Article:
Grant Leboff: So as a sales person, you get a buying signal. How do you deal with that and how do you know where they are in that process? Because someone can ask about price, but actually they're not quite ready to purchase yet. So how do you start to see where they are in that buying process to make sure you aren't going to try and get into a full close before they're ready? How do you start to ascertain that?
Nicola Cook: Well the first thing is just relax. Okay. Because especially if you're a young more inexperienced salesperson, you start to see these buying signals and it's like the cartoon - we were talking about, you see the £ sign starts go around in the head - because you thinking: I'm going to get them, I'm going to get them, I'm going to get them... and they'll pick up on that energy straight away. So the first thing is, you need to take a deep breath and you need to just relax and let them think through the process.
Hopefully you've already qualified that budget and I always, in my qualification, distinguish between budget and cash flow, because those are two very different things. Sometimes people can have the budget, not the cash, or they can have the cash, not the budget. So whatever price it is that you stated you should be on a par. If your price is over what they've given you as a budget, then you can sit back and perhaps wait for a mini objection to come along because they might think I really want it, but it's a little bit more than what I wanted to pay, or if it's within budget then hopefully there won't be any objection.
And whatever it is I've said, when I'm particularly when I'm stating prices, I'll state price and be quiet and be calm and be still. And if it's on the telephone as well, I used to literally put my hand over my mouth when I was younger and let them be the next person to speak. And whatever it is that they say next, you can then respond. Because they're either going to give you a perfect answer and say, okay then. Or they're going to hesitate and if they hesitate at that point, then you would start your objection handling process, which normally starts with a question. If they don't give you an answer, that's a straightforward; okay, that's great, how do we move this forward or an answer like that, which is essentially they've led you into the close. If they start to hesitate than I would normally start to say; is that what you were expecting me to say? Or, how do you feel about that? And start to redefine it a little bit more.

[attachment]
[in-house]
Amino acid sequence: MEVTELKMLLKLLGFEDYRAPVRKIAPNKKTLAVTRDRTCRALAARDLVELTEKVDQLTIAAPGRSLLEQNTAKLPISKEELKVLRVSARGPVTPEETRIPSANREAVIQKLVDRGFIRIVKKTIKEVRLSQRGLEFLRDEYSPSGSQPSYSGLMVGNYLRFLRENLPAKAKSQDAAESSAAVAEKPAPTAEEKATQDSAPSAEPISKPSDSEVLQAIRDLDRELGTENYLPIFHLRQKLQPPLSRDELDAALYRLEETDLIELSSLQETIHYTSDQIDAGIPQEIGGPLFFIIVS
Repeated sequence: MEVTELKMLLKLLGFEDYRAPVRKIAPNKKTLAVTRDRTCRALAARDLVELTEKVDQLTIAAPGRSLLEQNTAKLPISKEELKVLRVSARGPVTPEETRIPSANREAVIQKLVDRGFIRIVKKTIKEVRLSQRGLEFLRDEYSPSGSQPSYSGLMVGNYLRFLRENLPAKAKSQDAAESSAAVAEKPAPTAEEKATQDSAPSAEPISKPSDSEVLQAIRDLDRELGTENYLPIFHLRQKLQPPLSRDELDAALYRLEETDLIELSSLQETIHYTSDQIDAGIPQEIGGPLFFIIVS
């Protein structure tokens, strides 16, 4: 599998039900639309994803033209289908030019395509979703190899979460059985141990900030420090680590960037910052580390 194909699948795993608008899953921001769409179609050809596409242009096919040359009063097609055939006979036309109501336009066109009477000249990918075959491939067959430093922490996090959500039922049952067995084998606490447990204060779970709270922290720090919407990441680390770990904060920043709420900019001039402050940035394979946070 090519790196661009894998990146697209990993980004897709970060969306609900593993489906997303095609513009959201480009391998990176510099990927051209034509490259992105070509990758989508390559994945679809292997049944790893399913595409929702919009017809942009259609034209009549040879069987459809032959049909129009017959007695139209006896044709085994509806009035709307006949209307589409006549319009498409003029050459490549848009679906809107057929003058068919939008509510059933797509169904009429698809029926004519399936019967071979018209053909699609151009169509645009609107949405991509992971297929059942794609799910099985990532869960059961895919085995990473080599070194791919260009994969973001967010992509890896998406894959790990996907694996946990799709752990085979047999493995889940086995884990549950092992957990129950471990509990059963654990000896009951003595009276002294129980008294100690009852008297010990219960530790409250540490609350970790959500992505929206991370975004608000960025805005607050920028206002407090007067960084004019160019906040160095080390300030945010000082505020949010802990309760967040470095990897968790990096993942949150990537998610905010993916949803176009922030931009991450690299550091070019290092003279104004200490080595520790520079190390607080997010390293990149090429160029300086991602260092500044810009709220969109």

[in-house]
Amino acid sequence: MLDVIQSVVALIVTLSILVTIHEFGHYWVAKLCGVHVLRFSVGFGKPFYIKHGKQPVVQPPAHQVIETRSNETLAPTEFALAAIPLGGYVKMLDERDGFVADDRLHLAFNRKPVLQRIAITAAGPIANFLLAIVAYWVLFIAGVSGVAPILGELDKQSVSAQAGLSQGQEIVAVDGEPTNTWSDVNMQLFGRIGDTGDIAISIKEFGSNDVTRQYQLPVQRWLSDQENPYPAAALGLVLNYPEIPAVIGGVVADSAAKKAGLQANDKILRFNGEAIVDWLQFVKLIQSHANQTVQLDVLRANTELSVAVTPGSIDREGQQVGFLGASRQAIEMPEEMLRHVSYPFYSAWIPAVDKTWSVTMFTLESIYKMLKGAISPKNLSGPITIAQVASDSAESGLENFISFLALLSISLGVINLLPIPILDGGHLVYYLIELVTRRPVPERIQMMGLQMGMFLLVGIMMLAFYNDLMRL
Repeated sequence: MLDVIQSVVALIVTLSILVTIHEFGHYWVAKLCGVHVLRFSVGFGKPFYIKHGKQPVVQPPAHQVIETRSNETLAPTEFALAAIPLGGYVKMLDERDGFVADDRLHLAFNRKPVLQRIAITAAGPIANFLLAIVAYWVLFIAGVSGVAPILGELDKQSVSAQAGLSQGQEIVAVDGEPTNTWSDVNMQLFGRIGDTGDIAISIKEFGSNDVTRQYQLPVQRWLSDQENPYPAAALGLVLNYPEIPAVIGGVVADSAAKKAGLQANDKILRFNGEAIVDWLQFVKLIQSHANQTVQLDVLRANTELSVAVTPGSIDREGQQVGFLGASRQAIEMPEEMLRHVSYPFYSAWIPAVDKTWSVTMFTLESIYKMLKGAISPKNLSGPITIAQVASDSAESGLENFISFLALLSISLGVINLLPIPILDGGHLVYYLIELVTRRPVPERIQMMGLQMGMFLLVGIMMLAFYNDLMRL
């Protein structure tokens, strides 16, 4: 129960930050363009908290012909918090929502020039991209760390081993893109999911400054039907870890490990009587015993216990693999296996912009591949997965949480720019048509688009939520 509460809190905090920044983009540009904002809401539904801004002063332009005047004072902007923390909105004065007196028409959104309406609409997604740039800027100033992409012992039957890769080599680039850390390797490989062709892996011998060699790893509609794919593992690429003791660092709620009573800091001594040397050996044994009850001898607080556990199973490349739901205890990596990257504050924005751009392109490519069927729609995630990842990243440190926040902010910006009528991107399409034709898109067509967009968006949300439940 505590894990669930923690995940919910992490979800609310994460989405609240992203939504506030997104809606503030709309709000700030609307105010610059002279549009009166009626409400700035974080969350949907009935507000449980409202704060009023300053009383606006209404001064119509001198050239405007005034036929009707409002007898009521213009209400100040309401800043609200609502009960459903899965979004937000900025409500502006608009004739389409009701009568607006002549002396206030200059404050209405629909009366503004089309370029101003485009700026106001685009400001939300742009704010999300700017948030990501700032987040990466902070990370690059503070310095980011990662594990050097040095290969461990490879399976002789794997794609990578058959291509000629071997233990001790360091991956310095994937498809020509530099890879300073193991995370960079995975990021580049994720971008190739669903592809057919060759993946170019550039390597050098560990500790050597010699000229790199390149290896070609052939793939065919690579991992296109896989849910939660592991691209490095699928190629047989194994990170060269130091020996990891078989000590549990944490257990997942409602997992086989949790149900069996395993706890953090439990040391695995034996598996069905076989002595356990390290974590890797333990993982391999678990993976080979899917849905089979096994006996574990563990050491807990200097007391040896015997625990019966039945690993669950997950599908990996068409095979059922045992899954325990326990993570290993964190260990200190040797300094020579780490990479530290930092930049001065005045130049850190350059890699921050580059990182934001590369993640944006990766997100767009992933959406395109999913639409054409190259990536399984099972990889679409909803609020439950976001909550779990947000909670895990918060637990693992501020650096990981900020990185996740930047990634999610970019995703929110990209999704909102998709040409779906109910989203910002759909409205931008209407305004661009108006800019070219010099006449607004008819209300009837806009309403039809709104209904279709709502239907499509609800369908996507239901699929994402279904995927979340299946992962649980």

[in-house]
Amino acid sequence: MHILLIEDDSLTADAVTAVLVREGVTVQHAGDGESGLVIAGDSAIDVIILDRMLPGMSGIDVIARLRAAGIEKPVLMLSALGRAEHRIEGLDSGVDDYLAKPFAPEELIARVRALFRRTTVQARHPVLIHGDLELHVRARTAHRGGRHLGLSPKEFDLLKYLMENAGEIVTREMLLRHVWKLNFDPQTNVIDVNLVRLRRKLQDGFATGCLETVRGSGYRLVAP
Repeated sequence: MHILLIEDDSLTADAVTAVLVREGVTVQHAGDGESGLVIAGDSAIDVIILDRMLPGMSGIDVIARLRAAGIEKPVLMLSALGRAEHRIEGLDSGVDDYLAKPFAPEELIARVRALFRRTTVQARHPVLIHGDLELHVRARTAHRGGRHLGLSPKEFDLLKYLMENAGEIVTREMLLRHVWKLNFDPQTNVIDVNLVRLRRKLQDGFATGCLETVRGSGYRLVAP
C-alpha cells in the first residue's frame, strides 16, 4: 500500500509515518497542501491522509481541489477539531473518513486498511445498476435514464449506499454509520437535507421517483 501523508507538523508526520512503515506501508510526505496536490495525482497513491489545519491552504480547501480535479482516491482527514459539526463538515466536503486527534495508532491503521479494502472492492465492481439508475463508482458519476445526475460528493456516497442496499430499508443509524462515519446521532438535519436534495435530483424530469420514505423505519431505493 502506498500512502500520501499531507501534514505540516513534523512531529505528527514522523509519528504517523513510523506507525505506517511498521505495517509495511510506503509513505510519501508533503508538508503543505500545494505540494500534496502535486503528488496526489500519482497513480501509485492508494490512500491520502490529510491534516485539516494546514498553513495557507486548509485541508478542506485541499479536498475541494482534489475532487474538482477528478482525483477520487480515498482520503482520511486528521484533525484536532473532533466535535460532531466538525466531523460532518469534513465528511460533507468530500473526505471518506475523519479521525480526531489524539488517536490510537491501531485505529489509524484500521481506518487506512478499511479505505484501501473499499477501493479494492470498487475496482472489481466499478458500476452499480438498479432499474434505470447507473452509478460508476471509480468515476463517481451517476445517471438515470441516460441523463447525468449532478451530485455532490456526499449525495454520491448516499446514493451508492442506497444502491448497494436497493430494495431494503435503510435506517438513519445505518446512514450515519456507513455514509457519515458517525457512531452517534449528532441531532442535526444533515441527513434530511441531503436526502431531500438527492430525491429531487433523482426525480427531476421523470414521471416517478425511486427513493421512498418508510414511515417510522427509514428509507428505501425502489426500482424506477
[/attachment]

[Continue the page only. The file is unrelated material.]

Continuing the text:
Grant Leboff: So really, once you've got that buying signal, you're asking one more qualification question and you're then using that answer to know whether you can go into close or you or somewhere else in the process?
Nicola Cook: Yes, exactly. And there's more than one way to close as well. So there's a lot of test closing that you can use as you're going through observing buying signals. Test closing is really just asking for an opinion. So anyway in which you ask a question to ask for an opinion, you know; so.. um, how does that sound is that what you were hoping I was going to say? Or have you got any more questions? If you were going to move ahead, what do you feel will be the right next steps? All of those are just easy.
Ask, share your opinion, share your opinion, share your opinion, which allows you to keep reading those buying signals... until you're absolutely certain. You should only ever lead somebody into a close when you are a hundred percent confident that you're going to get a positive outcome. If you not, stay in that zone and keep building the rapport.